Humberto Blanco and Rattan Lal at The Ohio State University have investigated the impacts of long-term NT-based cropping systems on SOC sequestration on a regional scale in the eastern Corn Belt region under the Midwest Regional Carbon Sequestration Partnership (MRCSP) initiative funded by the U.S. Department of Energy’s Carbon Sequestration Program. For this particular study, they measured the SOC pool for the 0- to 60-cm soil depth under paired NT and plow tillage (PT) based cropping systems across 11 soils in Kentucky, Ohio, and Pennsylvania during spring 2007. The paired on-farm fields were sited on a similar soil and slope and under similar cropping systems with corn (Zea mays L.)-soybean (Glycine max L.) as the dominant rotation.
The results of this regional study, published in the May-June 2008 issue of Soil Science Society of America Journal, revealed that NT farming impacts on SOC sequestration depended on soil type and sampling depth. The SOC pools in NT exceeded those of PT in five out of 11 soils, but only within the surface layer (0- to 10-cm depth). Below the 10-cm depth, NT soils had equal to or even lower SOC than PT soils. The total SOC pool to 60-cm depth in NT was similar to those of PT soils. In some cases, the total SOC pool in PT soil was about 30% higher than in NT soils. The higher SOC pool under PT fields may be attributed to incorporation of crop residues in the subsoil and deeper root growth. Because the data for this study were obtained under on-farm conditions, results may be influenced by differences in soil profile, land use history, and cropping intensity.The data from the 11 soils show that NT farming increases SOC concentration in the upper layers of some soils but does not store SOC more than PT soils for the entire soil profile. Blanco and Lal stated, “if the SOC pool was measured only within the surface soil (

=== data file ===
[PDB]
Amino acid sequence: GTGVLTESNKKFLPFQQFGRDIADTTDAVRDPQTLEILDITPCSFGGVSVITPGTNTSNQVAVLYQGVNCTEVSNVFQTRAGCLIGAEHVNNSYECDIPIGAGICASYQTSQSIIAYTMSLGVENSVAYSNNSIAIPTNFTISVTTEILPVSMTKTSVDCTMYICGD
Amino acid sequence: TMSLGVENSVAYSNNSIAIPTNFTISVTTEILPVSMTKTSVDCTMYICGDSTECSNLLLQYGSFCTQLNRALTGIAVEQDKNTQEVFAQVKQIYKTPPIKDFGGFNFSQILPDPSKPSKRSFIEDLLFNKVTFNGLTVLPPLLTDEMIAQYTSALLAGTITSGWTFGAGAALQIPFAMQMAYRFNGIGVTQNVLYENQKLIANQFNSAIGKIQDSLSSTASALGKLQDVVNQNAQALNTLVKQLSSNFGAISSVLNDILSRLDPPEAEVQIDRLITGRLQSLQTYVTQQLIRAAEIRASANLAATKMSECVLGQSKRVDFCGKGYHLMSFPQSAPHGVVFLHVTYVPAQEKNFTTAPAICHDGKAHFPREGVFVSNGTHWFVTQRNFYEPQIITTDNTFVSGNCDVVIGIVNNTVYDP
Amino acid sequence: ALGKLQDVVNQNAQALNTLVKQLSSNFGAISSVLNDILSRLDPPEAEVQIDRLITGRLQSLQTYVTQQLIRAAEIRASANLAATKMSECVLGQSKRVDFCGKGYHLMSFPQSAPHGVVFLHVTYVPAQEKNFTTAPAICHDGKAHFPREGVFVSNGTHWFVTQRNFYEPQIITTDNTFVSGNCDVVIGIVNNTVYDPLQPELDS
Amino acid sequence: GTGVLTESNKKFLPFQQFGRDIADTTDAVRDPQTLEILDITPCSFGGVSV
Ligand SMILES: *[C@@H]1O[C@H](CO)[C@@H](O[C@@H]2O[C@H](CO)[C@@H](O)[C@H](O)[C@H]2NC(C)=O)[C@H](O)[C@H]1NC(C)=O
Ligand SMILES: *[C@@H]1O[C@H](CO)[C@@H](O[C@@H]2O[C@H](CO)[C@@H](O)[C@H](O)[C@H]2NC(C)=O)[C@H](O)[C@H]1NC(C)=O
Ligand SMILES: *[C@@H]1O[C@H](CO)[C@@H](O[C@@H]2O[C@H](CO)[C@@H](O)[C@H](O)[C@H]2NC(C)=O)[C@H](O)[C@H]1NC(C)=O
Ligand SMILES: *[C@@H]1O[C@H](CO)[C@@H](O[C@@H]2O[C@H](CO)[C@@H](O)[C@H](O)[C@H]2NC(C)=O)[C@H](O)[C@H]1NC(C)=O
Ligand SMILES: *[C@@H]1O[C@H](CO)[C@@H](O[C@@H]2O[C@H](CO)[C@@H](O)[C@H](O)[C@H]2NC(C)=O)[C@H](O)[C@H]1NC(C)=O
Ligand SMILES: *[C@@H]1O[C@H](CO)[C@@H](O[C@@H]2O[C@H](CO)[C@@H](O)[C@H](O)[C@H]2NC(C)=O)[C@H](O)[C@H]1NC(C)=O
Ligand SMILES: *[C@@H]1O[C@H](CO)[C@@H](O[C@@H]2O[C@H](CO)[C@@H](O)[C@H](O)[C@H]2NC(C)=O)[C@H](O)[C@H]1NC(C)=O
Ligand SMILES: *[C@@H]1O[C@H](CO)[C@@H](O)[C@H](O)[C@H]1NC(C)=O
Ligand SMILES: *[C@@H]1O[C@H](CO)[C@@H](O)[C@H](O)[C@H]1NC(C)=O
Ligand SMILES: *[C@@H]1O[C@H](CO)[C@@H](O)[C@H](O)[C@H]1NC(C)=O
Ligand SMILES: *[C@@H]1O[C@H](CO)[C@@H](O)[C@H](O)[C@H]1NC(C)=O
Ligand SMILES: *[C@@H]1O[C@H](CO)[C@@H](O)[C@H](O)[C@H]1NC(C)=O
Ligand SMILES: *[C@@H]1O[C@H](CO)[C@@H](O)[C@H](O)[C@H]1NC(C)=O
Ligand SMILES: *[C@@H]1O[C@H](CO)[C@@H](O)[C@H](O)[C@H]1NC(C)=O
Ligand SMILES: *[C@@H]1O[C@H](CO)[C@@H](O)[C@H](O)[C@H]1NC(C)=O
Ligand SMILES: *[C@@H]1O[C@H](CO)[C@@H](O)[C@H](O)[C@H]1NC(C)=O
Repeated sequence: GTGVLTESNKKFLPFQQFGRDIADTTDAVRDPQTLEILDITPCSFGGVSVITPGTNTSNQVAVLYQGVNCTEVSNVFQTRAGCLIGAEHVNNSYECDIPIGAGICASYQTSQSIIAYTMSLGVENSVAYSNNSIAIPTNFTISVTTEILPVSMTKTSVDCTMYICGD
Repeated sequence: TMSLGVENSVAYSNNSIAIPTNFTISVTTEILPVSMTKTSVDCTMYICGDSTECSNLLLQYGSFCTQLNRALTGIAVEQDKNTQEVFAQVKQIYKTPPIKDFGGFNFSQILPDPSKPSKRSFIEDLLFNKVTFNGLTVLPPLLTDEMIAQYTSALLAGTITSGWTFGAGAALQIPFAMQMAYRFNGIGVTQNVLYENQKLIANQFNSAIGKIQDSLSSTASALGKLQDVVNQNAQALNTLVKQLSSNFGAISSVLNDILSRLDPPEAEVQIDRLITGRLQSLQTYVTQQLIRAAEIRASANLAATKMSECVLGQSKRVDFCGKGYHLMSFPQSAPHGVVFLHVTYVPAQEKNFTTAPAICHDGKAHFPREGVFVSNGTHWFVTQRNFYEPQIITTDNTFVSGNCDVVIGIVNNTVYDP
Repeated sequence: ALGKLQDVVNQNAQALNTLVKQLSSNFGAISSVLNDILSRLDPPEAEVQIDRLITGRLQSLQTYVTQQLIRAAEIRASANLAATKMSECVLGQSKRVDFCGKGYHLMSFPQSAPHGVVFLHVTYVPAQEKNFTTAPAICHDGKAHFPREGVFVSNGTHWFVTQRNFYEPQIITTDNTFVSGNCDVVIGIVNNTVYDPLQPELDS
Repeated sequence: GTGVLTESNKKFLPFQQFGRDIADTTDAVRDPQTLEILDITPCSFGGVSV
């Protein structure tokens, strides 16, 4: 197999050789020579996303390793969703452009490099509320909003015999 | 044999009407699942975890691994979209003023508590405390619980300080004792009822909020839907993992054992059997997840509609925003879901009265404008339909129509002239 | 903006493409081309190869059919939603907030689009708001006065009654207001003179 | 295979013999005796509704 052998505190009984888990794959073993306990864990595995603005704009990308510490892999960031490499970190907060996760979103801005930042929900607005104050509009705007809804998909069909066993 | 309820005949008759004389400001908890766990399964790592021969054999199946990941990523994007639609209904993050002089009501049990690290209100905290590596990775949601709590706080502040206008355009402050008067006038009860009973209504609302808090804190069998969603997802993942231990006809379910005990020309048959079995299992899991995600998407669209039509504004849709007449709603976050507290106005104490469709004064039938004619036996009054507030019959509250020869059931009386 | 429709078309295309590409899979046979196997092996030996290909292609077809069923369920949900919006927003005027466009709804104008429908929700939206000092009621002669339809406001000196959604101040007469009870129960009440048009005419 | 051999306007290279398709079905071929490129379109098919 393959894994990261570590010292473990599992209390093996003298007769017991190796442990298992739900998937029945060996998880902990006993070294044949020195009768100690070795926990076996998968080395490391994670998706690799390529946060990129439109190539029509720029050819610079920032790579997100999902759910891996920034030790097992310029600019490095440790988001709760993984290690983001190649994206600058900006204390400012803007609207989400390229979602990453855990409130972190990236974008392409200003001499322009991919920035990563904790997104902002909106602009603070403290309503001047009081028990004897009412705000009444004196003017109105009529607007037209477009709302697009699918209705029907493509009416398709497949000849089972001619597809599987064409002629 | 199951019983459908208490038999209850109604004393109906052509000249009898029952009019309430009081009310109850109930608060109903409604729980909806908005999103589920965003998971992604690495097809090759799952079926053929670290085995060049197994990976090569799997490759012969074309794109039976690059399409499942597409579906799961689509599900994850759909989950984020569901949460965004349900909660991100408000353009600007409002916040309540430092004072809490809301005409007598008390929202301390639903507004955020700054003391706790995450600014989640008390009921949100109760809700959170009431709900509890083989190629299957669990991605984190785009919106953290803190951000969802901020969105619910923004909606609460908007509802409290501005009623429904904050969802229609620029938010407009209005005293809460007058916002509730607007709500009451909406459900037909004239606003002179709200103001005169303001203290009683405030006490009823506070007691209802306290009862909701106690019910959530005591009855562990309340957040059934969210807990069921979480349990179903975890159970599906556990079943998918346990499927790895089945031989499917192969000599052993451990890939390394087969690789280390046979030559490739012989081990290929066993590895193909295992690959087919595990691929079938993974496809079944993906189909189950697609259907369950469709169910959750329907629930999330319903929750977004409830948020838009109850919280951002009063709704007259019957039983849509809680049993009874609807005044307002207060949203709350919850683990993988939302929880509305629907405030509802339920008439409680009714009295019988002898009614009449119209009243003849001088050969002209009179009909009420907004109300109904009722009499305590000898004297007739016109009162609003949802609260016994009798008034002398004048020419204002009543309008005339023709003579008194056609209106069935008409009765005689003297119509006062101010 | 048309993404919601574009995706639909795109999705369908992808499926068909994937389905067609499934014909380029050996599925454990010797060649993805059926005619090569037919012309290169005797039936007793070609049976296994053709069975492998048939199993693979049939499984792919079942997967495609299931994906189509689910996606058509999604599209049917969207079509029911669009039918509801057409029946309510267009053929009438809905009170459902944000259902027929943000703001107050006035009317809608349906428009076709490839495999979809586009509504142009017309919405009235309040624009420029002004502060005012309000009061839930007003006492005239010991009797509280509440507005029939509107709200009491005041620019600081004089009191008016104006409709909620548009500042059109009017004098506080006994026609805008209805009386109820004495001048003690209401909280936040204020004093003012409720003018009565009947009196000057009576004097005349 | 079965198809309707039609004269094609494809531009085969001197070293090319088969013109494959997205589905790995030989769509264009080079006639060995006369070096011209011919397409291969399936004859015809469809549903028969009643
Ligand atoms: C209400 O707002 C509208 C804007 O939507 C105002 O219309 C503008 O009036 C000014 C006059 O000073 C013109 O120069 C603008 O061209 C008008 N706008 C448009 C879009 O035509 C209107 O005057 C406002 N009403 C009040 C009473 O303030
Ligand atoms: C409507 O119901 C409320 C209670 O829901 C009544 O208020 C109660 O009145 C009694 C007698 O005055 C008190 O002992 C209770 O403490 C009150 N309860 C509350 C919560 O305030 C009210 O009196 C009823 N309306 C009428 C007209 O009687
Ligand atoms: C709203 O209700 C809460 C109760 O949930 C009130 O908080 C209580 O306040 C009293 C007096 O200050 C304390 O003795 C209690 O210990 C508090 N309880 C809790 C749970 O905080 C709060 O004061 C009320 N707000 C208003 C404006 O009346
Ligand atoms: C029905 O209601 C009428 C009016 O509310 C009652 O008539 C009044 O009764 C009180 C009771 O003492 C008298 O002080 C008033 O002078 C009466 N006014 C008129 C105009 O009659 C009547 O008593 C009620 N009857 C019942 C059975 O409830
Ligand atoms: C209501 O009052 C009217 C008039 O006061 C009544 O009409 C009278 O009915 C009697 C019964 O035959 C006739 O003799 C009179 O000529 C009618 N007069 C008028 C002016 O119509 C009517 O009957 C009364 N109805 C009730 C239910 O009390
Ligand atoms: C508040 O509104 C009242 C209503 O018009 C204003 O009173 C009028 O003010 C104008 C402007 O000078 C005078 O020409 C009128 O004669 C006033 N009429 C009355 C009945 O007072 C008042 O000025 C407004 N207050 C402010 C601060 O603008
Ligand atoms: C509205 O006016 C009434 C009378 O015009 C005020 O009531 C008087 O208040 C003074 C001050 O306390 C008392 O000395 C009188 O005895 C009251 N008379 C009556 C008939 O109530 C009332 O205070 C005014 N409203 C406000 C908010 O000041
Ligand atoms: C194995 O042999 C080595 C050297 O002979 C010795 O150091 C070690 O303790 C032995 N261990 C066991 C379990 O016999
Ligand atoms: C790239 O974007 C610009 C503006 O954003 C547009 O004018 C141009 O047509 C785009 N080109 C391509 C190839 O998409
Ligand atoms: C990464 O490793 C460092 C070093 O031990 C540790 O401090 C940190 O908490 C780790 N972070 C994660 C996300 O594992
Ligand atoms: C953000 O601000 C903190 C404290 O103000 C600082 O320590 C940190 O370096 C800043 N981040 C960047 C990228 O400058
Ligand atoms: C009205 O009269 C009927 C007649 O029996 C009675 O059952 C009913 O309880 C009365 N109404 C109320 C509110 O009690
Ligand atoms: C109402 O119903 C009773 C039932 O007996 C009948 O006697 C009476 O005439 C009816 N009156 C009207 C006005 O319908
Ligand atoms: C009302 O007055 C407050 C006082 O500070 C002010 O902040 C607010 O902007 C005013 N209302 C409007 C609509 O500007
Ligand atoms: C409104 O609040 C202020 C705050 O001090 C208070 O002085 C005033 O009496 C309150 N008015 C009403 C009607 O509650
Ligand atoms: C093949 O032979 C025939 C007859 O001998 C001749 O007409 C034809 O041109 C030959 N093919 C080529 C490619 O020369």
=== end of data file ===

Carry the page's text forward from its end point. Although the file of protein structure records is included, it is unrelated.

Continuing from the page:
This project is an ongoing research activity at The Ohio State University and among its next goals is to further scrutinize the potential of NT systems for sequestering SOC across a wide range of soils, topographic, and climatic conditions of the eastern U.S. Corn Belt.
The full article is available for no charge for 30 days following the date of this summary. View the abstract at: http://soil.scijournals.org/cgi/content/abstract/72/3/693
Soil Science Society of America Journal, http://soil.scijournals.org, is a peer-reviewed international journal published six times a year by the Soil Science Society of America. Its contents focus on research relating to physics; chemistry; biology and biochemistry; fertility and plant nutrition; genesis, morphology, and classification; water management and conservation; forest, range, and wildland soils; nutrient management and soil and plant analysis; mineralogy; and wetland soils.
The Soil Science Society of America (SSSA) is a progressive, international scientific society that fosters the transfer of knowledge and practices to sustain global soils. Based in Madison, WI, and founded in 1936, SSSA is the professional home for 6,000+ members dedicated to advancing the field of soil science. It provides information about soils in relation to crop production, environmental quality, ecosystem sustainability, bioremediation, waste management, recycling, and wise land use.SSSA supports its members by providing quality research-based publications, educational programs, certifications, and science policy initiatives via a Washington, DC, office. For more information, visit www.soils.org.